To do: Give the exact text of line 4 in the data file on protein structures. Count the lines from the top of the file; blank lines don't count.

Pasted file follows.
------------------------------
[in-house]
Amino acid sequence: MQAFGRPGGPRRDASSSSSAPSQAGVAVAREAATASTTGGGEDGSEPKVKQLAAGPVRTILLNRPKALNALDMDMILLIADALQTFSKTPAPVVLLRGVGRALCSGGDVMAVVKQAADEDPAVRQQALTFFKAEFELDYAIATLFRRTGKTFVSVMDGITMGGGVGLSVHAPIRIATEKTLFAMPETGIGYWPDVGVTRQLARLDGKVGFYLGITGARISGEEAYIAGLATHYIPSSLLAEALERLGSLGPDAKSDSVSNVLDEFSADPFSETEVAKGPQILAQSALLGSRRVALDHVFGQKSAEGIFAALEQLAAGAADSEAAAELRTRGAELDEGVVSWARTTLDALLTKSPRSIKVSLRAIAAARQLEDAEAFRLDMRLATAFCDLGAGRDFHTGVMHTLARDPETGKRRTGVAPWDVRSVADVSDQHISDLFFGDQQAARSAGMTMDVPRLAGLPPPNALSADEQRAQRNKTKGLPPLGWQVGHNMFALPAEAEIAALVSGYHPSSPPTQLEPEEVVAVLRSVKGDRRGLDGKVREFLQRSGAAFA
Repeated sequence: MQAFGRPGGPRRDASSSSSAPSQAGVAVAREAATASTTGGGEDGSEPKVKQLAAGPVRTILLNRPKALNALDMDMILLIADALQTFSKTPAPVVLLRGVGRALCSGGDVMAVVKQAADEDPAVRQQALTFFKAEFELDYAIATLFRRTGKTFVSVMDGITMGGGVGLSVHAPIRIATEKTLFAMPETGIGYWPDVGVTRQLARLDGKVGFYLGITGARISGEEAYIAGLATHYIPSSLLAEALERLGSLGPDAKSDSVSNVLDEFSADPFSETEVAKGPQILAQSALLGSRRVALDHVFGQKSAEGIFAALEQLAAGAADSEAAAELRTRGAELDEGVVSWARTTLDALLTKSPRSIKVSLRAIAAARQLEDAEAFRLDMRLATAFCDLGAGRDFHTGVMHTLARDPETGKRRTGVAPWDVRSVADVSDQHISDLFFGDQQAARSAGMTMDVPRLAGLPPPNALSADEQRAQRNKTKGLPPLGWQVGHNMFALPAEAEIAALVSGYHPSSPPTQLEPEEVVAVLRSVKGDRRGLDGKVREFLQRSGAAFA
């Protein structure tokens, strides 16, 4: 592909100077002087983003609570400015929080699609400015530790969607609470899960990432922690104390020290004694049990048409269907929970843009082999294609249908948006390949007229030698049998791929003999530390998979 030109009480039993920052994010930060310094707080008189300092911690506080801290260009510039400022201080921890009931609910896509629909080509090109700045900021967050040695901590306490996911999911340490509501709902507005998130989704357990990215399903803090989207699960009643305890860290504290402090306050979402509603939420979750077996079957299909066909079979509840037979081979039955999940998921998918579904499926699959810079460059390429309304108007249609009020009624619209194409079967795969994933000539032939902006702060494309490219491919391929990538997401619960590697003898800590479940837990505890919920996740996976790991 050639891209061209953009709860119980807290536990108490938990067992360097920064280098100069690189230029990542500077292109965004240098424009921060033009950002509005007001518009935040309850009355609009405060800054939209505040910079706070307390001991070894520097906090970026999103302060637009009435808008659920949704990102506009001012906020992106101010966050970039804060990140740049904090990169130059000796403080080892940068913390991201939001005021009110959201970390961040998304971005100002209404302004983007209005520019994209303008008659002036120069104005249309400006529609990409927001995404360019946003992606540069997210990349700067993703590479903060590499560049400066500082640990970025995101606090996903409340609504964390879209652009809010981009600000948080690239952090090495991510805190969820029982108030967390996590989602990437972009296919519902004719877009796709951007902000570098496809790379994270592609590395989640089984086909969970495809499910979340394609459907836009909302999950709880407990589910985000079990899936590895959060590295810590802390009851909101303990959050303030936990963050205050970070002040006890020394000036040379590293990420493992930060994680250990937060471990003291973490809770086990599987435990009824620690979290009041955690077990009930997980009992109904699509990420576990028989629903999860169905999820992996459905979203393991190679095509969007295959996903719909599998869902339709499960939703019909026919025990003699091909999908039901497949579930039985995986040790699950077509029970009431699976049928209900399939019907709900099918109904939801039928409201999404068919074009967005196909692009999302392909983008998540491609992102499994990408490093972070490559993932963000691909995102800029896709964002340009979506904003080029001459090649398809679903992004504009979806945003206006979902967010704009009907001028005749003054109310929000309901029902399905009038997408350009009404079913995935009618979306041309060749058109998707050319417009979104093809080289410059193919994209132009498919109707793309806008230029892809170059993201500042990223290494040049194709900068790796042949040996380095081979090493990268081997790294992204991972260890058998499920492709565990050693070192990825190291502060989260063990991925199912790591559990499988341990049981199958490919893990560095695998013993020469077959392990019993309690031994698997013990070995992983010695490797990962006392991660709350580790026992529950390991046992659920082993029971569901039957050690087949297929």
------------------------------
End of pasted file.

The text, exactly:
């Protein structure tokens, strides 16, 4: 592909100077002087983003609570400015929080699609400015530790969607609470899960990432922690104390020290004694049990048409269907929970843009082999294609249908948006390949007229030698049998791929003999530390998979 030109009480039993920052994010930060310094707080008189300092911690506080801290260009510039400022201080921890009931609910896509629909080509090109700045900021967050040695901590306490996911999911340490509501709902507005998130989704357990990215399903803090989207699960009643305890860290504290402090306050979402509603939420979750077996079957299909066909079979509840037979081979039955999940998921998918579904499926699959810079460059390429309304108007249609009020009624619209194409079967795969994933000539032939902006702060494309490219491919391929990538997401619960590697003898800590479940837990505890919920996740996976790991 050639891209061209953009709860119980807290536990108490938990067992360097920064280098100069690189230029990542500077292109965004240098424009921060033009950002509005007001518009935040309850009355609009405060800054939209505040910079706070307390001991070894520097906090970026999103302060637009009435808008659920949704990102506009001012906020992106101010966050970039804060990140740049904090990169130059000796403080080892940068913390991201939001005021009110959201970390961040998304971005100002209404302004983007209005520019994209303008008659002036120069104005249309400006529609990409927001995404360019946003992606540069997210990349700067993703590479903060590499560049400066500082640990970025995101606090996903409340609504964390879209652009809010981009600000948080690239952090090495991510805190969820029982108030967390996590989602990437972009296919519902004719877009796709951007902000570098496809790379994270592609590395989640089984086909969970495809499910979340394609459907836009909302999950709880407990589910985000079990899936590895959060590295810590802390009851909101303990959050303030936990963050205050970070002040006890020394000036040379590293990420493992930060994680250990937060471990003291973490809770086990599987435990009824620690979290009041955690077990009930997980009992109904699509990420576990028989629903999860169905999820992996459905979203393991190679095509969007295959996903719909599998869902339709499960939703019909026919025990003699091909999908039901497949579930039985995986040790699950077509029970009431699976049928209900399939019907709900099918109904939801039928409201999404068919074009967005196909692009999302392909983008998540491609992102499994990408490093972070490559993932963000691909995102800029896709964002340009979506904003080029001459090649398809679903992004504009979806945003206006979902967010704009009907001028005749003054109310929000309901029902399905009038997408350009009404079913995935009618979306041309060749058109998707050319417009979104093809080289410059193919994209132009498919109707793309806008230029892809170059993201500042990223290494040049194709900068790796042949040996380095081979090493990268081997790294992204991972260890058998499920492709565990050693070192990825190291502060989260063990991925199912790591559990499988341990049981199958490919893990560095695998013993020469077959392990019993309690031994698997013990070995992983010695490797990962006392991660709350580790026992529950390991046992659920082993029971569901039957050690087949297929």